In Anna’s house, somewhere in a sticky building in a poor area of town, the Captain and Irene sit on the hollow bed and watch the television. They have to watch, even if their whole being objects against what they are seeing. On all National TV channels, the same broadcast: the life assassination of the Bearer of STATE.
They have turned the sound down. It is insupportable to have the angry roar of the people, egged on by Martin’s populist words, invading their minds. It is unbearable to see the people of this nation, whom they had thought at least would have some understanding of the changes for the better that the Bearer had brought, to be this vindictive and aggressive towards STATE. Incredible to see how the clichï¿½s of Martin and his crowd mongers can reach this effect, and how he totally disowns every connection to Her Grace, how he totally lacks any gratitude or respect.
The Captain is sitting with his fists clenched, the knuckles yellowish, the jawbone set.
Irene sits half averted, half against him. She has not stopped crying and her face is red and swollen.
It is hard to see what is happening exactly, though the square is very well lit. Martin is visible in many a close-up, his mouth moving, his fist jutting outwards into the air. But it is hard to oversee the huge seething crowd in the relatively small space, its movement centered around something which is almost never visible, the crowd whirling like a group of predators, shredding their prey.
The Captain and Irene know that prey to be S.. They see the oily blood staining the people’s hands, feet, trunks, faces. Even with the sound off, they sense the ecstasy of the people, their unstoppable thirst for more. The camera zooms in on the core of the turmoil, and for some time faceless bobbing heads fill the frame. But then Irene gasps, as a grayish arm is flung upwards. People grab it eagerly, and pound onto it, diminishing it to pulp, with just some shards of bone remaining.
Irene screams and hides behind the Captain’s shoulder. “No! NO! Nonononono…”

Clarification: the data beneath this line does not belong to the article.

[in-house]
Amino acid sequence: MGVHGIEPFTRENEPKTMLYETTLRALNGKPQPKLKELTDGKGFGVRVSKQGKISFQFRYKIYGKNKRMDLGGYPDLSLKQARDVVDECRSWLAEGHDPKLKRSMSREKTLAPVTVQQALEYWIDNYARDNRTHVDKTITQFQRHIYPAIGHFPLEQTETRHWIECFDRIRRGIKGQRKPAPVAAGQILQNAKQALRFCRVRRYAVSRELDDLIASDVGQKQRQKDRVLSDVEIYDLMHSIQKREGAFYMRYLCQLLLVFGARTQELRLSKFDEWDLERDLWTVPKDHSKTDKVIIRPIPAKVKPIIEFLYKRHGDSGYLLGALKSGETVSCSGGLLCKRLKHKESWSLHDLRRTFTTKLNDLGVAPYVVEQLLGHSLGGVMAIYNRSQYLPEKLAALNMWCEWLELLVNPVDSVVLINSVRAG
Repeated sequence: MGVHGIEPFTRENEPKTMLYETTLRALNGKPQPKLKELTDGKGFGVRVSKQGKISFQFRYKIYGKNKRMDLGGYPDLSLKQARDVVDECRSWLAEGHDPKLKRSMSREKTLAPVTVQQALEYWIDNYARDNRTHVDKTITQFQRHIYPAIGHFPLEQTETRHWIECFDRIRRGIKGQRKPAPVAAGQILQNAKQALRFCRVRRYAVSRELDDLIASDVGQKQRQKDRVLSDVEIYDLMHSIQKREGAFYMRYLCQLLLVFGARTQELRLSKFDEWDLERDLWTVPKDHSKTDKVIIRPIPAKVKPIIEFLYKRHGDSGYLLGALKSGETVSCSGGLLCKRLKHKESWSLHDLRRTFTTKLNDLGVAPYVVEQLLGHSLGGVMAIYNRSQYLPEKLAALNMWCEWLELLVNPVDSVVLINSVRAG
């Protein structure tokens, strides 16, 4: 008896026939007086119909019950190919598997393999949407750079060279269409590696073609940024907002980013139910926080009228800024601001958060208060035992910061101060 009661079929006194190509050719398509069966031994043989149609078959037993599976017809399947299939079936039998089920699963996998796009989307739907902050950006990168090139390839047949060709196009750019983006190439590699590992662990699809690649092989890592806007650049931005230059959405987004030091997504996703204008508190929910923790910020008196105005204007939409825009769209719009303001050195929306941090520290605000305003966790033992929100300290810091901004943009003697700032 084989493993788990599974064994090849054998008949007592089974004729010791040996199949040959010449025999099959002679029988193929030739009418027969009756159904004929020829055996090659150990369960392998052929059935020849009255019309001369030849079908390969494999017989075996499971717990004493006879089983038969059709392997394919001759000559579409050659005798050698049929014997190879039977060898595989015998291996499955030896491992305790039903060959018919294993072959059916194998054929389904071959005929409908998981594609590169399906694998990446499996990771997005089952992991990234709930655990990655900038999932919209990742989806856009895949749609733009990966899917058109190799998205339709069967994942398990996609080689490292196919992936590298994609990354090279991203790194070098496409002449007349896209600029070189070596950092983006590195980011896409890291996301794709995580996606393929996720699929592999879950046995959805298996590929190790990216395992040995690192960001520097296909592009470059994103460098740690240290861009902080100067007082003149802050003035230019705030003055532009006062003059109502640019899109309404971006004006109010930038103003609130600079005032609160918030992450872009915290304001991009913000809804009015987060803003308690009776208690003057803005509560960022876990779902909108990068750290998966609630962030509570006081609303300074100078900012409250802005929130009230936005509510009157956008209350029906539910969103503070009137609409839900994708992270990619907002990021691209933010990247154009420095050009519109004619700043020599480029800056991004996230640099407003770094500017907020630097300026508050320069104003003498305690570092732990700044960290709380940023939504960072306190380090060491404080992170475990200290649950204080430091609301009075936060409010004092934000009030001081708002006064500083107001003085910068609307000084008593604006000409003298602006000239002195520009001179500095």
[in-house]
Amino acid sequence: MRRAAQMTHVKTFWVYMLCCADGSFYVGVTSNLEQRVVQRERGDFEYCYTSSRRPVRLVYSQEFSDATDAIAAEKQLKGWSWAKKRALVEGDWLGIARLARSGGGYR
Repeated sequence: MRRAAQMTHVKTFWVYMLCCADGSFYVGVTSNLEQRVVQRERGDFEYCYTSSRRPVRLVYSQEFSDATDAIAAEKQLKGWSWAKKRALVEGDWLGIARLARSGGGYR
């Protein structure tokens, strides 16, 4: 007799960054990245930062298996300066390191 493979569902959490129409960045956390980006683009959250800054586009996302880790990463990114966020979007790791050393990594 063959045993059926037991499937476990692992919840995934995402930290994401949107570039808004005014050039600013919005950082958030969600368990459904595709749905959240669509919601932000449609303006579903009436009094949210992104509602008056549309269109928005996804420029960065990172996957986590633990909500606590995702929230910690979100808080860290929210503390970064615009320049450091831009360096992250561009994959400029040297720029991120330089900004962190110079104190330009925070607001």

He has to release his anger to stroke the nape of her neck, her shoulders.
Irene sobs and sobs, wetting his neck with her tears.
She has just turned again to glimpse at the screen, her hands half lifted in evasion, when they see the head of S.. Disconnected, it rolls over a small sudden clearing of the square. It stops, the eyes turned towards the camera, blind and metallic.
Irene shrieks, the Captain closes his eyes. As he gropes for the remote control to shut the TV off, people dive for the head and crush it. It flattens and crumbles almost too easily; instead of brains, a white, almost creamy substance mingles with the bone splinters. ‘These are no human brains...’ He leaves the set on and forces himself to watch, as Irene cries and cries with her head averted. ‘No part of the Bearer will be left by the time they have spent their anger and frustration. But what will happen to STATE?’
There, a glimpse. STATE is lying on a bloody mass unrecognizable as human form. The camera zooms in while more people jump onto it and trample it, and STATE somehow seems to get deflated. As the camera tries to follow it as it is being dragged around by elated and clearly screaming people, its surface is slowly getting dented and torn. For a long time, it withstands the peoples’ anger, keeps its form. But then, drops of a weird liquid form on its surface. People are suddenly afraid, some withdraw and they are yelling something, but the sound is still turned off. Then, as the camera gets a good view of STATE, oozing liquid, some of it seeping between the pavement tiles of the square, there is a sudden
All at once, everything is extinguished: no more TV, no more telephone or dataFlow connections, no more transfers of any kind, no more light, no more heating, nothing. Only everywhere, on all radios on TVs on all locations of dataNet, one unstoppable broadcast, half hidden in white noise: Variations of the White Symphonies.
Over and over and over and over and over, the clarinet’s cry echoing in the void, circling around the notes, murmuring and dying into a silence, already pregnant with the next note crying out again and again in a pitch slightly altered, a timing shifted, and then heavy and thrumming, until it exhausts its rhythm and falls back again into silence, a shrieking silence
piercing people’s piece of mind
if they still had some.
Still facing the dead television monitor, the Captain and Irene sit, close together. Behind the thin curtains, the sky becomes a strange, unbearable white.